If you have any questions please feel free to contact our offices located in Brunswick and Hinesville, GA . We offer the newest diagnostic and treatment technologies for all your foot and ankle needs.

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Tuesday, 02 April 2024 00:00

Caring for a diabetic foot wound demands meticulous attention and specialized techniques to promote healing and prevent complications. Begin by gently cleansing the wound with mild soap and lukewarm water, ensuring thorough yet gentle removal of any debris or bacteria. Pat the area dry with a clean towel, taking care not to rub or irritate the skin. Apply a prescribed antibiotic ointment or cream to safeguard against infection, and cover the wound with a sterile dressing or bandage to maintain cleanliness and moisture balance. Monitor the wound closely for any signs of infection, such as increased redness, swelling, warmth, or drainage, and promptly seek medical attention from a podiatrist if such symptoms arise. Refrain from applying adhesive bandages directly to the wound, as they may cause further trauma or hinder healing. It is important to prioritize weight-bearing off the affected foot to alleviate pressure and promote optimal recovery. If you have diabetes, it is strongly suggested that you are under the care of a podiatrist who can properly treat diabetic foot wounds.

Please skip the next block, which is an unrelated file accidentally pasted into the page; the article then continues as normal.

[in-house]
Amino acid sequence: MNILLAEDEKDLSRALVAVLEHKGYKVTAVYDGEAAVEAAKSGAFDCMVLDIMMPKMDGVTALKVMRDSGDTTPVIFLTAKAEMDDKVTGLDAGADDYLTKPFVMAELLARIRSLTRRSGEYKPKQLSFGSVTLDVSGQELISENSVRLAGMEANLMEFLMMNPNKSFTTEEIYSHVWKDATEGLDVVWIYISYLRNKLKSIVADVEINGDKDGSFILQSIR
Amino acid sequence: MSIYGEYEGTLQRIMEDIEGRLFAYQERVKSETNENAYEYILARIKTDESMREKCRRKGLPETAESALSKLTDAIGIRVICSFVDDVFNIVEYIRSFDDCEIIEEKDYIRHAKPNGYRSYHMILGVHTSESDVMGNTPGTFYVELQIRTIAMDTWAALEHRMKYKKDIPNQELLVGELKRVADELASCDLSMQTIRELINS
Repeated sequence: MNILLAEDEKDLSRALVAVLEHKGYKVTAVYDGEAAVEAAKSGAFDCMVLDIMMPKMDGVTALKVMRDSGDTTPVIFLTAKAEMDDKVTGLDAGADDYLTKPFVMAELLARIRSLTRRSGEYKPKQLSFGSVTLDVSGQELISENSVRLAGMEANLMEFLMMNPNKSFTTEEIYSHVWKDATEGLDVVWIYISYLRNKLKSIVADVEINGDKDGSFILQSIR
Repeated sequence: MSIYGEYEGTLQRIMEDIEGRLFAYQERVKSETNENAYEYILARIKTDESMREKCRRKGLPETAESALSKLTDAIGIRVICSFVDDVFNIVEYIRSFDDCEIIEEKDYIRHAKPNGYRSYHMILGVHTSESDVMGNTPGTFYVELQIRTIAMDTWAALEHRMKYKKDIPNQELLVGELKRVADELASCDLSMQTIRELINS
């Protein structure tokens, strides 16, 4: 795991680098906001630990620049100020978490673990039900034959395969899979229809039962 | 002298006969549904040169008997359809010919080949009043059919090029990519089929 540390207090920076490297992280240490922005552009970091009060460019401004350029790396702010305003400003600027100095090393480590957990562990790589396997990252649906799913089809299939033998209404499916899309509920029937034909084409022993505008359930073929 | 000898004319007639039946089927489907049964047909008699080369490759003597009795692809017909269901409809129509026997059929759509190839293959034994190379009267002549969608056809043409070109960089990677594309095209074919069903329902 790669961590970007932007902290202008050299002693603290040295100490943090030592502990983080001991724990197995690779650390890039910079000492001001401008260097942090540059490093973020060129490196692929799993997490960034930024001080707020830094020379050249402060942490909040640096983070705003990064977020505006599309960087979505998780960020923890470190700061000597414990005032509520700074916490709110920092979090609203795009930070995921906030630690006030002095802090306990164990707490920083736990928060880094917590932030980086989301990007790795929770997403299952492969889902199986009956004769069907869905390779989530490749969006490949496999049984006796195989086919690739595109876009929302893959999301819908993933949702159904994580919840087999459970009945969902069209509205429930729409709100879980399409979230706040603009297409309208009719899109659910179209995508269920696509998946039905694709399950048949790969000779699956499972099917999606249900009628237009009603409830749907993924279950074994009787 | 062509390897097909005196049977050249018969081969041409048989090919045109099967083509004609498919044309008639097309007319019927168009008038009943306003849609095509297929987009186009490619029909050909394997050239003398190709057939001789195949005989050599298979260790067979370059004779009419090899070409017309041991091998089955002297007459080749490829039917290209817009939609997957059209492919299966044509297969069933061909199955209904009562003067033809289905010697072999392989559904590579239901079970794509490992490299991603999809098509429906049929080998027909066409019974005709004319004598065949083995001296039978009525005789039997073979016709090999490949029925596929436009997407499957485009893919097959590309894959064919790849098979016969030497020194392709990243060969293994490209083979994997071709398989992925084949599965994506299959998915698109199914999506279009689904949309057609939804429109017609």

Wound care is an important part in dealing with diabetes. If you have diabetes and a foot wound or would like more information about wound care for diabetics, consult with one of our podiatrists from Parkwood Podiatry. Our doctors will assess your condition and provide you with quality foot and ankle treatment.

What Is Wound Care?

Wound care is the practice of taking proper care of a wound. This can range from the smallest to the largest of wounds. While everyone can benefit from proper wound care, it is much more important for diabetics. Diabetics often suffer from poor blood circulation which causes wounds to heal much slower than they would in a non-diabetic. 

What Is the Importance of Wound Care?

While it may not seem apparent with small ulcers on the foot, for diabetics, any size ulcer can become infected. Diabetics often also suffer from neuropathy, or nerve loss. This means they might not even feel when they have an ulcer on their foot. If the wound becomes severely infected, amputation may be necessary. Therefore, it is of the upmost importance to properly care for any and all foot wounds.

How to Care for Wounds

The best way to care for foot wounds is to prevent them. For diabetics, this means daily inspections of the feet for any signs of abnormalities or ulcers. It is also recommended to see a podiatrist several times a year for a foot inspection. If you do have an ulcer, run the wound under water to clear dirt from the wound; then apply antibiotic ointment to the wound and cover with a bandage. Bandages should be changed daily and keeping pressure off the wound is smart. It is advised to see a podiatrist, who can keep an eye on it.

If you have any questions, please feel free to contact our offices located in Brunswick and Hinesville, GA . We offer the newest diagnostic and treatment technologies for all your foot care needs.